Wednesday, October 21, 2009

The Musings of Leon Mayne

Big shout out to my friend Ronke of Musings of Ondo Lady for featuring me in her weekly "My Space" blog. I'll be attending her London blogger's meet up with some of the Pbleepd team so I'll post a little something on it. In the meantime check out My Space - Leon Mayne (the name's been baited now)

Hip Hop? No R&B is Dead

Had to bring this 2008 article I wrote back because certain people are mistaking certain tracks for R&B, Enjoy the read...

For as long as I can remember, the pervasive influence of music has been sustained through it’s uncanny ability to relate to human emotion as well as diversify it’s sound to please the masses. One genre in particular that represented such claims was R’n’B which up until present has been able to re-invent itself time and time again providing music for the mind and soul.

From the late 80’s onwards R’n’B was established and divided into different forms of eclectic and soulful sounds including Soul, New Jack Swing and Neo-Soul. These sub genres were the basis of the urban scene and introduced an array of amazing solo, duo and group singers. Whereas a large majority enjoyed R’n’B, the minimum record sales from capable artists in the 90’s meant that recognition was minimal amongst and against the influx of Rock, Country and Pop album sales.

Corporate strategy was therefore introduced by music labels in which they would produce R’n’B superstars; controlling their image and distribution of a certain type of R’n’B I like to call Urban pop. This would allow music sales to rise and is now seen as the forefront of contemporary R’n’B. Although this fills the pockets of CEOs, executives and artists alike, the strategy has somewhat stifled the identity that was and should be R’n’B. We are now accustomed to hearing artists sing popular songs rather than the rhythmic sounds of true R’n’B.

What is R’n’B?

Rhythm and Blues is the definition and representation of this sound often blending funk, dance and/or soul. There is a certain “limited but just right” level of exuberance shown in R’n’B music which makes it enjoyable to listen to as a genre. The combination of Poetry, Feeling, Flow and soul of the artist (hence where the sub genre “soul” came from) enabled listeners to have an emotional attachment to the content and meaning of an R’n’B song. However it seems in this era that these components of R’n’B have disappeared and the overall essence of the genre has left. The content is still the same, with the words portraying soulful stories however the substance has gone….Blues with no Rhythm.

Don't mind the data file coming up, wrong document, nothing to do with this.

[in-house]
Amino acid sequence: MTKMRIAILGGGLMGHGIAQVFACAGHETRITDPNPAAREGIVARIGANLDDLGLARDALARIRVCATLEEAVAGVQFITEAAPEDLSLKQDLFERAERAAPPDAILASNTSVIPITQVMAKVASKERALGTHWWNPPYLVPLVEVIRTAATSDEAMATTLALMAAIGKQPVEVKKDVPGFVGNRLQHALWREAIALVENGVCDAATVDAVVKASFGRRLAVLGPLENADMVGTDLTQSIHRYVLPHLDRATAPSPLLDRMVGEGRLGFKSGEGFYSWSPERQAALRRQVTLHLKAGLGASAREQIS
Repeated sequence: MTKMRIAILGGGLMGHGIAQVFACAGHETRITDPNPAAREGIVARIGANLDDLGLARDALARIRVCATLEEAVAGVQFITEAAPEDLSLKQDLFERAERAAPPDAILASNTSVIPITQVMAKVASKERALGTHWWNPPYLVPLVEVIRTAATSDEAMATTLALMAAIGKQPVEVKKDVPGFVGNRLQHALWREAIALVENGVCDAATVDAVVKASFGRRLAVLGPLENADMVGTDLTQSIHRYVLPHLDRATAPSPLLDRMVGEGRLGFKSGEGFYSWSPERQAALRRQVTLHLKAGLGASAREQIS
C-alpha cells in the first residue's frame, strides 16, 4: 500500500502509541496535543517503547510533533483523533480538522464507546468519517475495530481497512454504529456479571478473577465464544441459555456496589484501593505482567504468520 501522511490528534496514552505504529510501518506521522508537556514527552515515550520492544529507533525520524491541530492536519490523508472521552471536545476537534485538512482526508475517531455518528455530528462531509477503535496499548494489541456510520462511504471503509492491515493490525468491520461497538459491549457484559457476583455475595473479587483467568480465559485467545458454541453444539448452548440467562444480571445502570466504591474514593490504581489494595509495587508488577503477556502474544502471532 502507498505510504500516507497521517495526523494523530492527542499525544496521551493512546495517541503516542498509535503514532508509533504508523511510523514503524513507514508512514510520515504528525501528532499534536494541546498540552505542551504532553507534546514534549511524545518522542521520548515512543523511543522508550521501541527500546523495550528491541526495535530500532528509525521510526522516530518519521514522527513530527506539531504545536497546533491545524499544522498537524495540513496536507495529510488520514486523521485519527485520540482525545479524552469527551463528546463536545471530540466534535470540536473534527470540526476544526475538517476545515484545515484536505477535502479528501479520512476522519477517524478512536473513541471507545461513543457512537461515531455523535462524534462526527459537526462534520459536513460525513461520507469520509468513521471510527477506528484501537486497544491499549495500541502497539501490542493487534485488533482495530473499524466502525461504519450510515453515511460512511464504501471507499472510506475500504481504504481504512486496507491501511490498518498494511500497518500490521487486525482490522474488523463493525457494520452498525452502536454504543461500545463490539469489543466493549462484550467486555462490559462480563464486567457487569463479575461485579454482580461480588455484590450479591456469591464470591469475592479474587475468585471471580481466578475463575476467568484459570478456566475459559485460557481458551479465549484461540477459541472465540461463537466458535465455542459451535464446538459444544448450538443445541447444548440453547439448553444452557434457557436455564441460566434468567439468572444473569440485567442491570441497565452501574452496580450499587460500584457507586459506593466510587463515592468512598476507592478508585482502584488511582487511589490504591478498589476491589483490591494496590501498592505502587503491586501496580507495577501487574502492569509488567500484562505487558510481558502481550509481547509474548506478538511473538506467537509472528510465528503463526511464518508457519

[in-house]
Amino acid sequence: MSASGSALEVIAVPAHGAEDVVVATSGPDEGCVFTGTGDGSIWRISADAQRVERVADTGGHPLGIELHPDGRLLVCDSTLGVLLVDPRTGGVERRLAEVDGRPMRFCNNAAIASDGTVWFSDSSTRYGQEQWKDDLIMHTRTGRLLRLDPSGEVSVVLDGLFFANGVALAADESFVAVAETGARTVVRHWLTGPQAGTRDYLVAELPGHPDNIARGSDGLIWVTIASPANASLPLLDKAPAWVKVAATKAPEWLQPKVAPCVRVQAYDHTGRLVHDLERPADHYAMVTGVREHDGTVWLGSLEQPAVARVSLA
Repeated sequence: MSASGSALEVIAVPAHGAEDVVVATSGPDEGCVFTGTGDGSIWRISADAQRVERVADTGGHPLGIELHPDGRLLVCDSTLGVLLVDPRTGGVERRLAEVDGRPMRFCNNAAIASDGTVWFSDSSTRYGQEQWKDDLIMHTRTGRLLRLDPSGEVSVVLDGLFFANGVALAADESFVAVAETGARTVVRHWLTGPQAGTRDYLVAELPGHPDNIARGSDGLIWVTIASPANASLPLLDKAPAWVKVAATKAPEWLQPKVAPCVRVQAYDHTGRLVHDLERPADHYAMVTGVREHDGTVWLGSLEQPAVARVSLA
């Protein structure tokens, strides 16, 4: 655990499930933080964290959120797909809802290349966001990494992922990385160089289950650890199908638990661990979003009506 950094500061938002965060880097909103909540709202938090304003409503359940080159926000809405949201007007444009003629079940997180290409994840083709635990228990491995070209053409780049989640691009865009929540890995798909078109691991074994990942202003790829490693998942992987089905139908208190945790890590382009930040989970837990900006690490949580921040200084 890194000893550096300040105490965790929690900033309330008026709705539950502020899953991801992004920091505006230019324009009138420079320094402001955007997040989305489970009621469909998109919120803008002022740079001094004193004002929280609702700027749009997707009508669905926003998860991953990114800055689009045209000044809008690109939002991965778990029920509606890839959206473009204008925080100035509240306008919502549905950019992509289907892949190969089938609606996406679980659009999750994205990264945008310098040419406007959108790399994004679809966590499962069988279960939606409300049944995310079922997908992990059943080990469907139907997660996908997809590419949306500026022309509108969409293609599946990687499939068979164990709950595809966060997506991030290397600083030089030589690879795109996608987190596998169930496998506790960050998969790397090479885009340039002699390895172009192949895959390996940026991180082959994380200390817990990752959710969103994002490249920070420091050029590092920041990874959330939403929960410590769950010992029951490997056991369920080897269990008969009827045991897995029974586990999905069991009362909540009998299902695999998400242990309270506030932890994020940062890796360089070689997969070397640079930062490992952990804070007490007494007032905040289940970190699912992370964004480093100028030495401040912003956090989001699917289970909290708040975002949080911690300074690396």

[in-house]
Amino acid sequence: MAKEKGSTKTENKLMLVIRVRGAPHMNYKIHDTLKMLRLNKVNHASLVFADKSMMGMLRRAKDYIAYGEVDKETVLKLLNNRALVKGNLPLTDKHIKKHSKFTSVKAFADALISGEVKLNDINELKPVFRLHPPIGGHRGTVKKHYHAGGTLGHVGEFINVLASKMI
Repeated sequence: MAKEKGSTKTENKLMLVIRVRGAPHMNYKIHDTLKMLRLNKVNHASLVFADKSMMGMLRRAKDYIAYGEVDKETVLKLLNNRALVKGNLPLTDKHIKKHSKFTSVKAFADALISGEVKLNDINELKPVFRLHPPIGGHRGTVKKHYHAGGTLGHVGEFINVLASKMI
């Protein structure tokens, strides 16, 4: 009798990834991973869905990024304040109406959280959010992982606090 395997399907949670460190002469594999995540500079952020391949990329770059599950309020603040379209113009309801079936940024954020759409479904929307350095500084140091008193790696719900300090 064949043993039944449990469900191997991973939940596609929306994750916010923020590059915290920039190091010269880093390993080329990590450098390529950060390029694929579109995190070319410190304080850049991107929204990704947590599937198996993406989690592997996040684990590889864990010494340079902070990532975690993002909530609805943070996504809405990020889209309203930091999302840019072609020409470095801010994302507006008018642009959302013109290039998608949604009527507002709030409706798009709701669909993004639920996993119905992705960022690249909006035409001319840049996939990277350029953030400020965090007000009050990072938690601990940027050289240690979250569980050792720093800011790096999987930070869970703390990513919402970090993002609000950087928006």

One of the major reasons for this decline is the lack of true Rhythm and Blues artists in both the UK and the US. The 90’s (and partly noughties) had an abundance of talent filling our Discmans and stereos with R’n’B music.

Do you remember…

UK: Lynden David Hall, Beverley Knight, Omar, Eternal, Floetry, Terri Walker
US: Blackstreet, Jodeci, H-Town, Shai, Boyz II Men, SWV, Keith Sweat, 702, TLC, Brownstone, Montell Jordan, Next, Monica, Tamia, Lauryn Hill (etc etc etc)

UK have tried to bring in R’n’B influenced artists but their time has been short lived leaving it an almost non-existent genre in the UK. This wont surprise many as there has never been a sole year where a flood of UK R’n’B artists are on the scene at once even though there have been a number of them spread over the years. What makes the US list interesting is the number of groups involved in the generation of soul and swing. Today’s industry shows a decrease in melodic groups representing the genre. The solo artists are scattered around in different sub genre’s however the so called forefront of R’n’B has artists involved in Urban Pop and judging by the success it may be this way forever.

Contemporary R’n’B is dominated by the likes of Chris Brown, Ne-Yo, Rihanna, T-Pain and Akon. All are talented, creative and entertaining artists, but they have been moulded by their labels into Urban Pop Figures. This wades well to the popularity of R’n’B but doesn’t truly represent the genre’s art form. Some may argue the case, as all of the named artists have produced songs that rival or emulate the sound of the 90’s; however the difference between the sound of today and the 90’s is that at least 90% of songs on an album in the soul/swing period had production representing R’n’B whereas today’s albums have at least 30-40% (often much more) urban pop tunes (club bangers). The search for sales rather than sound has reached even the legends in R’n’B with the King, Queen, Prince and Princess (R.Kelly, Mary J Blige, Usher and Beyonce) of the genre having to accommodate their styles and sounds to the up-tempo expectations of their labels and ultimately fans of popular music.

R’n’B artists such as Bobby Valentino are dropped by their labels due to record sales. This is no coincidence as Bobby V is known for producing tracks with more soul orientated content and flow. It seems as though the more records an R’n’B artist sells; the less soulful influence is involved.
LOWER RECORD SALES: NEO SOUL/SOUL - Musiq, India Arie, Dwele, Jill Scott, Anthony Hamilton, Erykah Badu
R&B - Trey Songz, Brian Mcknight, Donell Jones, Tank, Tyrese, Faith Evans

HIGHER RECORD SALES: URBAN POP - Chris Brown, Ne-Yo, Rihanna, Akon, T-Pain, Ciara

With the gap between Urban Pop and R’n’B record sales increasing it seems more and more likely that the genre as we know it will never be the same again. Could we be heading into a change of name for the genre? Is R’n’B dead? Well put it this way, if it isn’t dead it’s gone beyond a life support machine and is on its very last breath.

Blog Widget by LinkWithin
Template by - Abdul Munir | Daya Earth Blogger Template